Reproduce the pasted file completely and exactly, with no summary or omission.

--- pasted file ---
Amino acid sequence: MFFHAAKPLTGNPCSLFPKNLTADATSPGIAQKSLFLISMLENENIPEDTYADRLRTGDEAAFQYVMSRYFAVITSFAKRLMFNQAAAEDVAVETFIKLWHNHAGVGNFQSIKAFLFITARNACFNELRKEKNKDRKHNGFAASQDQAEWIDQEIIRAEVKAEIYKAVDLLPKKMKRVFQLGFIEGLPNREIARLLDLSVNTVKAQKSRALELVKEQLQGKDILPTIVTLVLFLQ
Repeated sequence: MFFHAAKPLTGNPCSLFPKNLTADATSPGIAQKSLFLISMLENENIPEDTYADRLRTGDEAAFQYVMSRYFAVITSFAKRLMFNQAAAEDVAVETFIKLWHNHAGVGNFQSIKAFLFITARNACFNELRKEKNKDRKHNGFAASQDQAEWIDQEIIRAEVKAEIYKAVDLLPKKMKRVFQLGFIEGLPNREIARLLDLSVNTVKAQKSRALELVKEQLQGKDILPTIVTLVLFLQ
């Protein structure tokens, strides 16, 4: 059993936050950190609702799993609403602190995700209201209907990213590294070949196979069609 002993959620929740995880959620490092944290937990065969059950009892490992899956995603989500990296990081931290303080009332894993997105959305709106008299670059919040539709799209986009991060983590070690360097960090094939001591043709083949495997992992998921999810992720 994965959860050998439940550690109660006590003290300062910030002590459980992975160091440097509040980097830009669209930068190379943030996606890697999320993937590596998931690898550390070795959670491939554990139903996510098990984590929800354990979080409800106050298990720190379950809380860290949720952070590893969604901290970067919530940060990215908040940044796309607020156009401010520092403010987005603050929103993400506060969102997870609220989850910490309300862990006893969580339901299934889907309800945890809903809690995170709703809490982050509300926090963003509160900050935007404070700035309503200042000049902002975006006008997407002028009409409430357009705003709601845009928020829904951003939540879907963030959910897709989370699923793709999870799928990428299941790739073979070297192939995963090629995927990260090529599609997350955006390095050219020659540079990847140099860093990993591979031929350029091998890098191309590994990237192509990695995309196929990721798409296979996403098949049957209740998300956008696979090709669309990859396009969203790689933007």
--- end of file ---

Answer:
Amino acid sequence: MFFHAAKPLTGNPCSLFPKNLTADATSPGIAQKSLFLISMLENENIPEDTYADRLRTGDEAAFQYVMSRYFAVITSFAKRLMFNQAAAEDVAVETFIKLWHNHAGVGNFQSIKAFLFITARNACFNELRKEKNKDRKHNGFAASQDQAEWIDQEIIRAEVKAEIYKAVDLLPKKMKRVFQLGFIEGLPNREIARLLDLSVNTVKAQKSRALELVKEQLQGKDILPTIVTLVLFLQ
Repeated sequence: MFFHAAKPLTGNPCSLFPKNLTADATSPGIAQKSLFLISMLENENIPEDTYADRLRTGDEAAFQYVMSRYFAVITSFAKRLMFNQAAAEDVAVETFIKLWHNHAGVGNFQSIKAFLFITARNACFNELRKEKNKDRKHNGFAASQDQAEWIDQEIIRAEVKAEIYKAVDLLPKKMKRVFQLGFIEGLPNREIARLLDLSVNTVKAQKSRALELVKEQLQGKDILPTIVTLVLFLQ
């Protein structure tokens, strides 16, 4: 059993936050950190609702799993609403602190995700209201209907990213590294070949196979069609 002993959620929740995880959620490092944290937990065969059950009892490992899956995603989500990296990081931290303080009332894993997105959305709106008299670059919040539709799209986009991060983590070690360097960090094939001591043709083949495997992992998921999810992720 994965959860050998439940550690109660006590003290300062910030002590459980992975160091440097509040980097830009669209930068190379943030996606890697999320993937590596998931690898550390070795959670491939554990139903996510098990984590929800354990979080409800106050298990720190379950809380860290949720952070590893969604901290970067919530940060990215908040940044796309607020156009401010520092403010987005603050929103993400506060969102997870609220989850910490309300862990006893969580339901299934889907309800945890809903809690995170709703809490982050509300926090963003509160900050935007404070700035309503200042000049902002975006006008997407002028009409409430357009705003709601845009928020829904951003939540879907963030959910897709989370699923793709999870799928990428299941790739073979070297192939995963090629995927990260090529599609997350955006390095050219020659540079990847140099860093990993591979031929350029091998890098191309590994990237192509990695995309196929990721798409296979996403098949049957209740998300956008696979090709669309990859396009969203790689933007």